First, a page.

News and Publications

Property News: 11 December 2017

Nelson Forests set to change ownership

An Australian company is set to take Nelson’s largest forestry business, Nelson Forests.

OneFortyOne Plantations (OFO) has signed an agreement to acquire the company’s 60,000 hectares of pine forests across Nelson and Marlborough, and Kaituna Sawmill near Blenheim, from US-based Global Forest Partners LP.

The Nelson Forests’ lead team would continue to manage the plantation, OFO Chief Executive Officer, Linda Sewell said.

Completion of the acquisition was expected to take place next year, subject to approval from New Zealand’s Overseas Investment Office.

(The Nelson Mail, Monday 4 December 2017)

Spring stokes heat in Nelson housing market

House values in Nelson-Tasman have picked up amid an increase in market activity and strong demand for newly built homes, according to Quotable Value.

The average value of a residential property stood at $553,052 and $553,187 in Nelson and the Tasman district, the latest monthly QV House Price Index showed.

That was a rise of 2.8 per cent over the last three months in both regions, and a 13 per cent annual increase in Nelson compared to a 13.6 per cent increase in Tasman.

(The Nelson Mail, Friday 8 December 2017)

Council’s dam grant under fire

The proposed Waimea dam has little benefit for Nelson so the city should not commit $5 million towards it, opponents told a hearing.

The Nelson City Council (NCC) yesterday heard the first round of public submissions on a proposed grant from the NCC toward the building of the proposed Waimea Community Dam.

The hearing drew 18 speakers, of which 11 spoke against the proposed $5 million grant. Five spoke for the proposal and two wanted more transparency in the planning process.

Councillors asked for further information on the environmental and economic impacts for Nelson city ahead of future meetings.

Deliberation on the final decision begins in February next year.

(The Nelson Mail, Friday 8 December 2017)

Big port clean-up under way

The clean-up of Port Nelson’s slipway, one of the most contaminated sites in the country, is moving ahead one bucket at a time.

The $8.9 million remediation project of the Calwell Slipway officially got under way this week.

The marine sediments around the slipway were contaminated by pollutants such as tributyltin and copper from ship repair work dating back to 1970.

The remediation project uses excavators and dredging equipment to dig up the contaminated sediment. It is processed to form "mudcrete", ensuring any pollutants are contained, before being returned to form a new reclamation at the port.

The project is being managed by Port Nelson, with Auckland based civil engineers Heron Construction tasked with digging up the area.

A website has been set up to keep the public informed on remediation work, including timelapse footage of the progress.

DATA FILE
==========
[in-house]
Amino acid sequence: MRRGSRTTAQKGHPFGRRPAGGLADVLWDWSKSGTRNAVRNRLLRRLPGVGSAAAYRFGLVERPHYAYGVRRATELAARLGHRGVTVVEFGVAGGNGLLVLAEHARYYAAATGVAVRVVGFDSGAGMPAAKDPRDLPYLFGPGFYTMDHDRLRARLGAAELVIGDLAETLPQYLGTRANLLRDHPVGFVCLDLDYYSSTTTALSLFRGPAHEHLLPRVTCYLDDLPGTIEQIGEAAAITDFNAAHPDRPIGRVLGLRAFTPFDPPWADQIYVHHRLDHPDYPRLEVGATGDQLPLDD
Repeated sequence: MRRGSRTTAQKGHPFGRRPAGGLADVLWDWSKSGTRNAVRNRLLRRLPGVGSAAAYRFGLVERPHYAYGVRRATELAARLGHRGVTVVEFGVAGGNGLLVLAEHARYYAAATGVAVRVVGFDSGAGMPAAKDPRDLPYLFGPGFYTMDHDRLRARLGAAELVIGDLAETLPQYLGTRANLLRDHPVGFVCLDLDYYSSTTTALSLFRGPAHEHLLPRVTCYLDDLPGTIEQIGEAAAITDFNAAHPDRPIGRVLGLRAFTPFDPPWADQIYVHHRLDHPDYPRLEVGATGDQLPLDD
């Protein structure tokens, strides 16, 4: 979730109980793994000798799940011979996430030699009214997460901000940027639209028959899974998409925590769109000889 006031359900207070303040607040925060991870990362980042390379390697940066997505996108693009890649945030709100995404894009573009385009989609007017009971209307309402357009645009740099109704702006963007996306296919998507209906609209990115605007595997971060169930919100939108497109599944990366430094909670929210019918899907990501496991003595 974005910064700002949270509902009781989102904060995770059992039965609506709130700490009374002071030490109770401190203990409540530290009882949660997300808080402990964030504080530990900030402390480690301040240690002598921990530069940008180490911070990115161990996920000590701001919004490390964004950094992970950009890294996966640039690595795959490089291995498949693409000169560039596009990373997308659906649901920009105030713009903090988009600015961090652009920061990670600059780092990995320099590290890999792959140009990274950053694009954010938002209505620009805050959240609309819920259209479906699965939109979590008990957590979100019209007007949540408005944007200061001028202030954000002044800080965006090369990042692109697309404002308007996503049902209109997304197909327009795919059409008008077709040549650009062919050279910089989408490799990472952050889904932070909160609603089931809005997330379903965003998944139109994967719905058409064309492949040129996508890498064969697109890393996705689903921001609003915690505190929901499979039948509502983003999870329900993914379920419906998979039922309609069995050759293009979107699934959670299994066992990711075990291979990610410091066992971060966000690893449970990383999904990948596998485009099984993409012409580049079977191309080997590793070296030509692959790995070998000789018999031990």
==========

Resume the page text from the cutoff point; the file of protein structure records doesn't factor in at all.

(The Nelson Mail, Saturday 9 December 2017)

Velodrome opening pushed back to February

Cyclists eager to ride Nelson's new Saxton Velodrome will have to wait a few more weeks for their first lap.

Originally scheduled for a December 1 handover, the opening of the $2 million outdoor facility has been put back to February to allow for last-minute assurances of the track's integrity.

Tasman District Council's reserves officer Glenn Thorn said defects within the track's surface had prompted the delay.

The velodrome is a joint project between Tasman District Council, Nelson City Council and the Saxton Velodrome Trust.

The design includes a 333m-long embanked track with a sealed surface width of 7m and banking ranging from seven degrees to 21.3 degrees.

Lighting was one aspect that Thorn said would be deferred to meet the $2m budget.

The constuction of a hardstand area allowed for further infrastructure like a grandstand to be built, once the needs of local clubs and velodrome users were established.

(The Nelson Mail, Saturday 9 December 2017)

Dam hearings attract 200 speakers

Hearings on the proposed $82.5 million Waimea dam are scheduled to get under way on Monday with 200 submitters lined up to speak over four days.

The hearings follow the council’s receipt of 1384 written submissions. As at November 30, there were an additional 124 late submissions.

Tasman mayor Richard Kempthorne said the hearing panel would consider whether to accept the late submissions when it met.

If they are accepted, it will push the submission total above 1500.

The hearing panel, made up of the full council with Kempthorne as chairman, is due to hear oral submissions at Richmond on Monday and Wednesday, at Takaka on Tuesday and at Motueka on Friday.

The panel is due to deliberate on February 1 and 2 with a decision likely at the end of the month.

(The Nelson Mail, Saturday 9 December 2017)

Airport car park layout just the ticket

Nelson Airport’s new parking system is now in place.

Wednesday marked the opening of the new gateway road to Nelson Airport and the first of its new parking areas.

As well as providing 270 new spaces, entry and exit barrier arms to the airport are now located near the Air New Zealand hangar on Trent Drive.

(The Nelson Mail, Saturday 9 December 2017)

Thought for the Week

If at first you don't much for skydiving.

(Henry Youngman)